CG-HIV/AIDS and pregnancy - The Guide to Community Preventive Services (The Community Guide). HIV/AIDS, STIs, and pregnancy.

Wetmore 2011 - Wetmore CM, Manhart LE, Wesserheit JN. Randomized controlled trials of interventions to prevent sexually transmitted infections: Learning from the past to plan for the future. Epidemiologic Reviews. 2010;32(1):121-36.

Darbes 2008 - Darbes L, Crepaz N, Lyles C, Kennedy G, Rutherford G. The efficacy of behavioral interventions in reducing HIV risk behaviors and incident sexually transmitted diseases in heterosexual African Americans. AIDS. 2008;22(10):1177-94.

Mullen 2002 - Mullen PD, Ramirez G, Strouse D, Hedges LV, Sogolow E. Meta-analysis of the effects of behavioral HIV prevention interventions on the sexual risk behavior of sexually experienced adolescents in controlled studies in the United States. Journal of Acquired Immune Deficiency Syndromes. 2002;30(Suppl 1):S94-105.

Crepaz 2007 - Crepaz N, Horn AK, Rama SM, et al. The efficacy of behavioral interventions in reducing HIV risk sex behaviors and incident sexually transmitted disease in black and hispanic sexually transmitted disease clinic patients in the United States: A meta-analytic review. Sexually Transmitted Diseases. 2007;34(6):319-32.

Chin 2012* - Chin HB, Sipe TA, Elder R, et al. The effectiveness of group-based comprehensive risk-reduction and abstinence education interventions to prevent or reduce the risk of adolescent pregnancy, Human Immunodeficiency Virus, and sexually transmitted infections: Two systematic reviews for the Guide to Community Preventive Services. American Journal of Preventive Medicine. 2012;42(3):272-94.

Crepaz 2009 - Crepaz N, Marshall KJ, Aupont LW, et al. The efficacy of HIV/STI behavioral interventions for African American females in the United States: A meta-analysis. American Journal of Public Health. 2009;99(11):2069-78.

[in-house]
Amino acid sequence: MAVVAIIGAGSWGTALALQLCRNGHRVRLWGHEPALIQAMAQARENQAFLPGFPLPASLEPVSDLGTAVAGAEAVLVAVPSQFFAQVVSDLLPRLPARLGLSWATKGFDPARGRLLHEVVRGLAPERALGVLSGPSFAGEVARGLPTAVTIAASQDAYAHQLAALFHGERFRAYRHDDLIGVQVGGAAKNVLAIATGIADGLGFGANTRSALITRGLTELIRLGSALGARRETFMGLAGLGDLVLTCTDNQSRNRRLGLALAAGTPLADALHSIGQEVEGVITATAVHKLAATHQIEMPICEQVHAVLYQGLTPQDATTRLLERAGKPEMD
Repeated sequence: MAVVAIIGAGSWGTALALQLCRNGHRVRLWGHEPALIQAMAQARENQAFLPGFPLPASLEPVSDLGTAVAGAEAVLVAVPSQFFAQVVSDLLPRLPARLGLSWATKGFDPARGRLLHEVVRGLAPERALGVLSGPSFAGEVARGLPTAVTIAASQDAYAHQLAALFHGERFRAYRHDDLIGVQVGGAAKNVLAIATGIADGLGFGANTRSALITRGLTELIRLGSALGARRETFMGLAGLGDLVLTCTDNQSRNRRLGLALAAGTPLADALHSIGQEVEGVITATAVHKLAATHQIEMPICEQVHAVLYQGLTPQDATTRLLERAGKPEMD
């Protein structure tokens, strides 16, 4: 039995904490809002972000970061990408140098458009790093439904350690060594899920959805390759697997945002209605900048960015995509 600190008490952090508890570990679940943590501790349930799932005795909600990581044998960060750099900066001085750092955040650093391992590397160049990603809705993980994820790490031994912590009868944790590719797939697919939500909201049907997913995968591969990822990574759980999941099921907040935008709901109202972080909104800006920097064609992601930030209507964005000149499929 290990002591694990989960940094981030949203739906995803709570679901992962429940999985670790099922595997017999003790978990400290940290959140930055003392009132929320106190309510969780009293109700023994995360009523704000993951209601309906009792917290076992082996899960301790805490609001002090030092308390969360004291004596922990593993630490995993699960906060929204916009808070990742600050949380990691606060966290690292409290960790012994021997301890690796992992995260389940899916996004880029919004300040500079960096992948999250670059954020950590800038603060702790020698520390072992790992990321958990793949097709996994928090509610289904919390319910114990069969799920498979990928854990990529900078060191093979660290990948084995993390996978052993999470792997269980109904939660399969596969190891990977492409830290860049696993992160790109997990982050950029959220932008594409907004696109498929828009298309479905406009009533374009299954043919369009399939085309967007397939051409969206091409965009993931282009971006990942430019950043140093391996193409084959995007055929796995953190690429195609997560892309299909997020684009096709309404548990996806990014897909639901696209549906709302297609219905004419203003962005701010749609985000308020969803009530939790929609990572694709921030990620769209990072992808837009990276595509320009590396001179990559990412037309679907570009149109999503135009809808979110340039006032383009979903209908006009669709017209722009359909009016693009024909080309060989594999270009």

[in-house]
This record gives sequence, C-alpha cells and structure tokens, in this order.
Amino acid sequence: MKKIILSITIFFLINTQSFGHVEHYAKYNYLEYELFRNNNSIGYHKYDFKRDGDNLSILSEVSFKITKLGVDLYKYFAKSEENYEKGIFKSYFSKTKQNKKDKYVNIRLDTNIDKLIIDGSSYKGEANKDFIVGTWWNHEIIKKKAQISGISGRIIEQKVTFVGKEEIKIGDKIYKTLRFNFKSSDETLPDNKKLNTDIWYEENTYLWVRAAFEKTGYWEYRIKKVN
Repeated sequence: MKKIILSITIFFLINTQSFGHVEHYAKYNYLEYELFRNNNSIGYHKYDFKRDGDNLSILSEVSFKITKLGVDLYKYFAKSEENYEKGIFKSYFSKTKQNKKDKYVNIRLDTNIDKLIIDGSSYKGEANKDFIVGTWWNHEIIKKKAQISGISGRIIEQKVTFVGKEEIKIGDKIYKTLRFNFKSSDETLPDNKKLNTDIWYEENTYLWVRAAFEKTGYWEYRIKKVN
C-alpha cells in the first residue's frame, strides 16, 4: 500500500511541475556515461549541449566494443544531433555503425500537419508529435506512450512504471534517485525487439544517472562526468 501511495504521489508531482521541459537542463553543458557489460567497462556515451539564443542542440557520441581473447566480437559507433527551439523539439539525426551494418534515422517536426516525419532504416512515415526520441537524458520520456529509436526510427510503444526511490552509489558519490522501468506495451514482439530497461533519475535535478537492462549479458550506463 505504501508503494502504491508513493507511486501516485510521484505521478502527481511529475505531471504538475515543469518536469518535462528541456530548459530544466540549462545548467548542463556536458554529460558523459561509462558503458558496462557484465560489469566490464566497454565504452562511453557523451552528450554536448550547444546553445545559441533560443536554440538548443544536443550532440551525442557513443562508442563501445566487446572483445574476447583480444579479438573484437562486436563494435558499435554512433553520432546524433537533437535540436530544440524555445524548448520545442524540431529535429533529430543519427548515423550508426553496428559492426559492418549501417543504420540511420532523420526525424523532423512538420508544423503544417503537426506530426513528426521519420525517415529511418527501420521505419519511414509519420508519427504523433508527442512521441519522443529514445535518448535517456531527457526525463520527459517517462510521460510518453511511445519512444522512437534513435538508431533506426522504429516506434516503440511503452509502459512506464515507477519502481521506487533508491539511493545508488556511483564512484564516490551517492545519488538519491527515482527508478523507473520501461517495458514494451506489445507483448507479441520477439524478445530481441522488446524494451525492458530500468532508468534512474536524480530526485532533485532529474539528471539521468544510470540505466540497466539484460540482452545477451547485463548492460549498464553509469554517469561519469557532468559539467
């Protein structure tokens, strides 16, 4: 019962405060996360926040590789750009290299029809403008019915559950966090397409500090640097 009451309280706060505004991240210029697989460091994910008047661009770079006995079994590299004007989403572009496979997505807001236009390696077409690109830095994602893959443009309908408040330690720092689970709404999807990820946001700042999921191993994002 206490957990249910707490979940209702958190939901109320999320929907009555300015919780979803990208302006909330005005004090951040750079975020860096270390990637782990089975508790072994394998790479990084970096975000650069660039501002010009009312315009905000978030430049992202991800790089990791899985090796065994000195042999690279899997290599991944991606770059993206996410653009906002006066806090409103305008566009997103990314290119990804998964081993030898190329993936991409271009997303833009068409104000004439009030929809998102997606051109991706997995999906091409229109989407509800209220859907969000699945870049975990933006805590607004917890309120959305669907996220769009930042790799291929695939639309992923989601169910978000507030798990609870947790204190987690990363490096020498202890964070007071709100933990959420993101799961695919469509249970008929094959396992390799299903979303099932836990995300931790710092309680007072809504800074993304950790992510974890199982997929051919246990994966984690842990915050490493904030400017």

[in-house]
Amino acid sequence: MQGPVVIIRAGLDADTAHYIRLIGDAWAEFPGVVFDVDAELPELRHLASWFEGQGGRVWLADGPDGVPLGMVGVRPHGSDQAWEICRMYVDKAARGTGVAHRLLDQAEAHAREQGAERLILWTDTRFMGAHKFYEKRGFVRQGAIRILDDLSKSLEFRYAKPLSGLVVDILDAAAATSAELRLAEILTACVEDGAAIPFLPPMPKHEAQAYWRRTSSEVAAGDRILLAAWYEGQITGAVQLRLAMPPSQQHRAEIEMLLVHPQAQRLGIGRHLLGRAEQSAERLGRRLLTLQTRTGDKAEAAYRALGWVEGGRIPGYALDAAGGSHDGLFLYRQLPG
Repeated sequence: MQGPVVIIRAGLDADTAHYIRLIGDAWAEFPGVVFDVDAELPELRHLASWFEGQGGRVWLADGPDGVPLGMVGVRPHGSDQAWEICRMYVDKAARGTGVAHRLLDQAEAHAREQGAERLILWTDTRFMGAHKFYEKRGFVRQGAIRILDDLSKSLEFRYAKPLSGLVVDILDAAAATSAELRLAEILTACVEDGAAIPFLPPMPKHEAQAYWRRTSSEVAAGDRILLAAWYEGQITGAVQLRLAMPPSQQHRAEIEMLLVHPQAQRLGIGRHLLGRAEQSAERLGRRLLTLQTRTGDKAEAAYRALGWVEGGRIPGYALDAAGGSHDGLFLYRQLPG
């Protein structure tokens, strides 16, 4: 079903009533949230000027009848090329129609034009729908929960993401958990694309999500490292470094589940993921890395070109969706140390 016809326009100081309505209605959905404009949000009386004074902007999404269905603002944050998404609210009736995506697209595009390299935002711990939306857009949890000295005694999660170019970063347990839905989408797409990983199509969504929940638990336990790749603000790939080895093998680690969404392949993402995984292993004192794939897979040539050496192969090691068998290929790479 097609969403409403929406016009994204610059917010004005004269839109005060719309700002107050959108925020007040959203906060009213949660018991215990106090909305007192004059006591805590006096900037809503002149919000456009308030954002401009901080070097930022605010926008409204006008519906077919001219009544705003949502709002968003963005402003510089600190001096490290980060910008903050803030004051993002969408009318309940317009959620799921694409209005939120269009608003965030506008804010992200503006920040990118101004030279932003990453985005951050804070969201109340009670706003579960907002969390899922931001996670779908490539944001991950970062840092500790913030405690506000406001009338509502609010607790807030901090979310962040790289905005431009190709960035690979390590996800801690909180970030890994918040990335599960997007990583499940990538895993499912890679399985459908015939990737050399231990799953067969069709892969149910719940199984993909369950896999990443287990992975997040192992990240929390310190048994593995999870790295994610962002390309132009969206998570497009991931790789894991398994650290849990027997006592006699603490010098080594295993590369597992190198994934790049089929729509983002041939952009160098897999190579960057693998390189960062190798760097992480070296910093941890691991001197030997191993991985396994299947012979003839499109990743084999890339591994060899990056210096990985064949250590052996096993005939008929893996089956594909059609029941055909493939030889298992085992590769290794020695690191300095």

Henny 2012* - Henny KD, Crepaz N, Lyles CM, et al. Efficacy of HIV/STI behavioral interventions for heterosexual African American men in the United States: A meta-analysis. AIDS and Behavior. 2012;16(5):1092–114.

Johnson 2011 - Johnson BT, Scott-Sheldon LAJ, Huedo-Medina TB, Carey MP. Interventions to reduce sexual risk for human immunodeficiency virus in adolescents: A meta-analysis of trials, 1985-2008. Archives of Pediatrics & Adolescent Medicine. 2011;165(1):77–84.

Lorimer 2013* - Lorimer K, Lawrence M, McPherson K, Cayless S, Cornish F. Systematic review of reviews of behavioural HIV prevention interventions among men who have sex with men. AIDS Care. 2013;25(2):133–50.

Noar 2008* - Noar SM. Behavioral interventions to reduce HIV-related sexual risk behavior: Review and synthesis of meta-analytic evidence. AIDS and Behavior. 2008;12(3):335–53.

Scott-Sheldon 2011* - Scott-Sheldon LAJ, Huedo-Medina TB, Warren MR, Johnson BT, Carey MP. Efficacy of behavioral interventions to increase condom use and reduce sexually transmitted infections: A meta-analysis, 1991 to 2010. Journal of Acquired Immune Deficiency Syndromes. 2011;58(5):489–98.

Eaton 2012 - Eaton LA, Huedo-Medina TB, Kalichman SC, et al. Meta-analysis of single-session behavioral interventions to prevent sexually transmitted infections: Implications for bundling prevention packages. American Journal of Public Health. 2012;102(11):e34–44.

von Sadovszky 2014* - von Sadovszky V, Draudt B, Boch S. A systematic review of reviews of behavioral interventions to promote condom use. Worldviews on Evidence-Based Nursing. 2014;11(2):107–17.

Citations - Implementation Examples

* Journal subscription may be required for access.

NNCPTC-BPTC - National Network of STD Clinical Prevention Training Centers (NNCPTC). Behavioral Prevention Training Centers (BPTC): courses that teach the use of evidence-based STD/HIV prevention interventions at the individual, group, and community level.

Date Last Updated

Sep 23, 2014